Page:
In an article in Advisor Perspectives, actuary, financial planner and retirement researcher Joe Tomlinson delves into the question: Do We Face a Retirement Crisis?
The “we” Tomlinson refers to is American society as a whole. His conclusion is that the “crisis” for the current generation of retirees is a bit overblown, but the future looks difficult indeed.
The first culprit is well known; the diminishing availability of traditional defined benefit pension plans, down from 60% of workers in the 1980’s to 20% of workers today. In some work places, these have been replaced by defined contribution plans, such as 401(k)’s, in which employees are responsible for their own retirement savings, with only modest employer contributions. But households nearing retirement have only saved, on average, $135,000; enough to generate only about $600/month in retirement income. And around 30% of Americans rely on Social Security for 90% of their retirement income.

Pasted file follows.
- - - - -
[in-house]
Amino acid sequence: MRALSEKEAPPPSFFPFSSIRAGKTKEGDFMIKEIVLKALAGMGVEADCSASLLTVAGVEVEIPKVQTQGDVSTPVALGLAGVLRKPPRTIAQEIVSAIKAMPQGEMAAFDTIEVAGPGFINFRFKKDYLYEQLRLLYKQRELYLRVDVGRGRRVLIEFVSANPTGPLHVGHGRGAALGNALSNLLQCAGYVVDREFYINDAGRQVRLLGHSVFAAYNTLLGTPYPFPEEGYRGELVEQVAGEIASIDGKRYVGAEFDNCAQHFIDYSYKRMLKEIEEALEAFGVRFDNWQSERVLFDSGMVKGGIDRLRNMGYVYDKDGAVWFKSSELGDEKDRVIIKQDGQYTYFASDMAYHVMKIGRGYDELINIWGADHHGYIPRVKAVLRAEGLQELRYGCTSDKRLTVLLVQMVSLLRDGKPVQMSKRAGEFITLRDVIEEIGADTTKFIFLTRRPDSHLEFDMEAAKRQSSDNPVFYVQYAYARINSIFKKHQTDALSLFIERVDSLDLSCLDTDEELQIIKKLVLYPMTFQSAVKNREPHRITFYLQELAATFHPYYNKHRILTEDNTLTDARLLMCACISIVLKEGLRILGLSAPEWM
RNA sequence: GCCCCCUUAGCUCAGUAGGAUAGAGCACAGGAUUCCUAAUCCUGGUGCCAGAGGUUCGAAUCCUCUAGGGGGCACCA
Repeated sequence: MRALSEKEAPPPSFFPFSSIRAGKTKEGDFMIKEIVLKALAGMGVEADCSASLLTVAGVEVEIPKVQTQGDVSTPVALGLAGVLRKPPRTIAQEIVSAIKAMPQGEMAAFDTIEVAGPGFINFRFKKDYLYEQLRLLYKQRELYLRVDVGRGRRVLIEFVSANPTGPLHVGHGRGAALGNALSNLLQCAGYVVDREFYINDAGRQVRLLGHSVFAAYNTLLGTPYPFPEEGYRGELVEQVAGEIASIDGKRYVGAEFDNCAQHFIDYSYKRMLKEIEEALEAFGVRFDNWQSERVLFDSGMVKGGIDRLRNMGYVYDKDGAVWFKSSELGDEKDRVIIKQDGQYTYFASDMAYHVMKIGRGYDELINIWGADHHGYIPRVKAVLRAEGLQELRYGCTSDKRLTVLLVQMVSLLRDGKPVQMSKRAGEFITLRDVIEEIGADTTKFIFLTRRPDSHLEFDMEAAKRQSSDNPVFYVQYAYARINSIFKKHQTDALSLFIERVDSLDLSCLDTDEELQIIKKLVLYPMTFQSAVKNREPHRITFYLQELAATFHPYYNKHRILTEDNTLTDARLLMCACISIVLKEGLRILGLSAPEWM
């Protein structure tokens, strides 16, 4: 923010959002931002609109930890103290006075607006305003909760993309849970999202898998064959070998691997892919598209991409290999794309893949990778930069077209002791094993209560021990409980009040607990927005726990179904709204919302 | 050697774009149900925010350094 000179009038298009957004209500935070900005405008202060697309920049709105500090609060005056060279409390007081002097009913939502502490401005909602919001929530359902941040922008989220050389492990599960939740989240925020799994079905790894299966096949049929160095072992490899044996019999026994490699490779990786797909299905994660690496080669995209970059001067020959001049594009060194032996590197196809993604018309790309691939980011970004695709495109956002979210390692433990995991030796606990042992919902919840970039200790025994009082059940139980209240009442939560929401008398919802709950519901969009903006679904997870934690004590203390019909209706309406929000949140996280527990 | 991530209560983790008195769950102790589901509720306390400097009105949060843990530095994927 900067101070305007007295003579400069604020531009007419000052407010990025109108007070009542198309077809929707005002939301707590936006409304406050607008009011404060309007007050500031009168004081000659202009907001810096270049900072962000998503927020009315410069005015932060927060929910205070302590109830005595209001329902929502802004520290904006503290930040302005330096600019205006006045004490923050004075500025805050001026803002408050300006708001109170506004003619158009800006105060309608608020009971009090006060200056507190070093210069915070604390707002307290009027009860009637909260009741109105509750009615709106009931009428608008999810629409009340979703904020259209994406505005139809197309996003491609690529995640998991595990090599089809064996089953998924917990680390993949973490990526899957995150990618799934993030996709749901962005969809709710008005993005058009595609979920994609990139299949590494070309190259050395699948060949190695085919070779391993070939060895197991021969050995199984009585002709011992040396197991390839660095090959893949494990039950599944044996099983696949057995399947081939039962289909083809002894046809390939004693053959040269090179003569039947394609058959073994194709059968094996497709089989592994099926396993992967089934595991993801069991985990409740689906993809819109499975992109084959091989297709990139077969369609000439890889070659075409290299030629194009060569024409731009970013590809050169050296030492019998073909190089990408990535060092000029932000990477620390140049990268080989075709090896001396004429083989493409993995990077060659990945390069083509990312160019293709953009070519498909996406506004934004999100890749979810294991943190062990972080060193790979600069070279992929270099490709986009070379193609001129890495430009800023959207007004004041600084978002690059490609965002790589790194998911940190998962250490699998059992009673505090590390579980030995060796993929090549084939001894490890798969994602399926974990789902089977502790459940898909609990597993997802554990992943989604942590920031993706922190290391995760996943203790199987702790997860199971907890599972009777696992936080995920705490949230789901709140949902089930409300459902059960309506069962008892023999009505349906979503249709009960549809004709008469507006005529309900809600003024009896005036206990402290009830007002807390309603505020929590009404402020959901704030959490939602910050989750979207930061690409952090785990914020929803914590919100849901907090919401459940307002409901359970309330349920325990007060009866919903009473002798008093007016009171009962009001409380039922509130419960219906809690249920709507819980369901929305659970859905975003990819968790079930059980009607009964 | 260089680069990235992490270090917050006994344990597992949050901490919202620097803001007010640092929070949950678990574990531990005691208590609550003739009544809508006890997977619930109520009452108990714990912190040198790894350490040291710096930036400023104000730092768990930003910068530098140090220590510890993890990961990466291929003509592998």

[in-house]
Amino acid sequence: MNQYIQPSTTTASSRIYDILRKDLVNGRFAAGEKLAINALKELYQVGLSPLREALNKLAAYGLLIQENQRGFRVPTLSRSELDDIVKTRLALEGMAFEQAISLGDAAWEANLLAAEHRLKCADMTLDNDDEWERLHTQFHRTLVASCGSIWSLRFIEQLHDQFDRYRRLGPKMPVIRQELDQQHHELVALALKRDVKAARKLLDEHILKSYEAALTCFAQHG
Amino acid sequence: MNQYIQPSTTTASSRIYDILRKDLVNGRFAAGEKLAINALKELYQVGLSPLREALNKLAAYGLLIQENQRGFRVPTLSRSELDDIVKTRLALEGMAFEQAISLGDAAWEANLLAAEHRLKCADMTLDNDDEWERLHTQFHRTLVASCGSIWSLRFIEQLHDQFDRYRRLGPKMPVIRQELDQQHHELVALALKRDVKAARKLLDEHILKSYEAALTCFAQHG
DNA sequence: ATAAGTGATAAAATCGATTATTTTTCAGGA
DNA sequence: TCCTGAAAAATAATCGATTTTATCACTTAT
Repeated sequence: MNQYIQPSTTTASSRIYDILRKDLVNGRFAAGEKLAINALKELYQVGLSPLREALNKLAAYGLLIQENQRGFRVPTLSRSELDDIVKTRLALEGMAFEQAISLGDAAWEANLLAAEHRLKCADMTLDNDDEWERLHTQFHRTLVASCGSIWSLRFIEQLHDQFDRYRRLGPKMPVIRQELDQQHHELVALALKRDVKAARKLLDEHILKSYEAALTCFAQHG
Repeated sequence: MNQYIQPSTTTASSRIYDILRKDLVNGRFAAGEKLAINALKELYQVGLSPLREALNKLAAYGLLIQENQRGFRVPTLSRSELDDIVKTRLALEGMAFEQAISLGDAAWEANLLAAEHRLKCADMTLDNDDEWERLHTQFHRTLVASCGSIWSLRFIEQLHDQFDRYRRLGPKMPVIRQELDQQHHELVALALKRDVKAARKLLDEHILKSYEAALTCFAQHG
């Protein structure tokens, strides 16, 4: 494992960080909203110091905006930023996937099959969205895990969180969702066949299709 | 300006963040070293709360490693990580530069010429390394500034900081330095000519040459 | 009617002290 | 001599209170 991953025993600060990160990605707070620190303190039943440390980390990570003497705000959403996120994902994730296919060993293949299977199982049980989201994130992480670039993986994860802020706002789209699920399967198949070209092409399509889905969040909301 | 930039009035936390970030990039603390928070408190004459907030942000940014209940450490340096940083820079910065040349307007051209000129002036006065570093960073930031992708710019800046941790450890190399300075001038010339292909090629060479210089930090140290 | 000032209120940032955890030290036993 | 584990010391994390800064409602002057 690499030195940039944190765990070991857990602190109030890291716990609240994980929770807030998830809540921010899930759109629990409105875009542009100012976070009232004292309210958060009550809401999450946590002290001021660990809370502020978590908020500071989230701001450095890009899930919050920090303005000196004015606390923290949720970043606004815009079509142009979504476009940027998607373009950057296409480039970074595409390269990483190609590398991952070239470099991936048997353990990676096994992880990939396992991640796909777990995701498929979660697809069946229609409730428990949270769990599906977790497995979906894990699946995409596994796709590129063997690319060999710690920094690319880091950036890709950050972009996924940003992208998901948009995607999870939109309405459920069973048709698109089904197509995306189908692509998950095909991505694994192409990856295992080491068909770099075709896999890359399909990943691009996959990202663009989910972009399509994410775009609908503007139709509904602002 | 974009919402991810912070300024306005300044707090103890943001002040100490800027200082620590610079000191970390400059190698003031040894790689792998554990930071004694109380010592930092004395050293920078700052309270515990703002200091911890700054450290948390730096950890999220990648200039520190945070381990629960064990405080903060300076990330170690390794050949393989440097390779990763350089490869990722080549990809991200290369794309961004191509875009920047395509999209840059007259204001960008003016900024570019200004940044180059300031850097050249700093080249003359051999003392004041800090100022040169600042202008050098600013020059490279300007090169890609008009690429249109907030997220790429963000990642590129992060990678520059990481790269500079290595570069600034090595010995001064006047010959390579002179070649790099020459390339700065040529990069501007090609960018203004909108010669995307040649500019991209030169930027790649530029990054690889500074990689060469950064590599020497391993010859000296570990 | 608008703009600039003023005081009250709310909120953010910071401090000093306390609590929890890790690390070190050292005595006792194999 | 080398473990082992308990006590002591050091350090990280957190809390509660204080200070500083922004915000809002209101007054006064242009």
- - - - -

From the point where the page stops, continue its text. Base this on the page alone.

But Tomlinson found other research that is more sanguine, at least for current retirees. Many retirees are living comfortably, not running out of money and satisfied with their circumstances.
The Center for Retirement Research at Boston College produces the National Retirement Risk Index, which estimates that 50% of Baby Boomers and Generation Xers are at risk of not being able to maintain their living standards in retirement, especially when health care costs are included.
Many more retirees are carrying mortgages into retirement and debt levels in general among older Americans – as well as bankruptcies – are higher than ever.
As a society, we all have an obligation to be concerned about this problem. But the first place to look for a solution is in the mirror. Let’s make sure that we each are saving enough, investing in the right places and have a plan that makes sense for our own retirements.